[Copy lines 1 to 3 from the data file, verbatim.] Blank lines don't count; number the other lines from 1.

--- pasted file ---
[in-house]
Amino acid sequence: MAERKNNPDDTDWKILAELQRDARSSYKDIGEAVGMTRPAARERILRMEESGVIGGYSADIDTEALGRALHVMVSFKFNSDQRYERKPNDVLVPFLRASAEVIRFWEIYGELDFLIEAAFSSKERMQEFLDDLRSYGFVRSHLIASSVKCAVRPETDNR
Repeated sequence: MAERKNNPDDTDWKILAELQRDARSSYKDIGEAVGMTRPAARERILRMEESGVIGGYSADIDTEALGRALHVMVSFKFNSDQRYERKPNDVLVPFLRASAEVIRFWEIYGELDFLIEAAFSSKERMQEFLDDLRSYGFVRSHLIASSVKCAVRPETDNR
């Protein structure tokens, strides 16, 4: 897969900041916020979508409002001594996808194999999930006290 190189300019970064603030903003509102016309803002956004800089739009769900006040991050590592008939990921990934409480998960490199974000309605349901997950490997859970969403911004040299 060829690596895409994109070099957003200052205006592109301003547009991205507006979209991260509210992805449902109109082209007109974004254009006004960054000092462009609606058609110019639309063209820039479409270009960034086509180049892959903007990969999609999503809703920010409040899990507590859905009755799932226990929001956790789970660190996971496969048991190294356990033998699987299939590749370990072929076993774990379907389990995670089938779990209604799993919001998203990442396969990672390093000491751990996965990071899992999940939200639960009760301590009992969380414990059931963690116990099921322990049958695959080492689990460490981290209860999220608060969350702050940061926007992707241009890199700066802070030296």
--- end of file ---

[in-house]
Amino acid sequence: MAERKNNPDDTDWKILAELQRDARSSYKDIGEAVGMTRPAARERILRMEESGVIGGYSADIDTEALGRALHVMVSFKFNSDQRYERKPNDVLVPFLRASAEVIRFWEIYGELDFLIEAAFSSKERMQEFLDDLRSYGFVRSHLIASSVKCAVRPETDNR
Repeated sequence: MAERKNNPDDTDWKILAELQRDARSSYKDIGEAVGMTRPAARERILRMEESGVIGGYSADIDTEALGRALHVMVSFKFNSDQRYERKPNDVLVPFLRASAEVIRFWEIYGELDFLIEAAFSSKERMQEFLDDLRSYGFVRSHLIASSVKCAVRPETDNR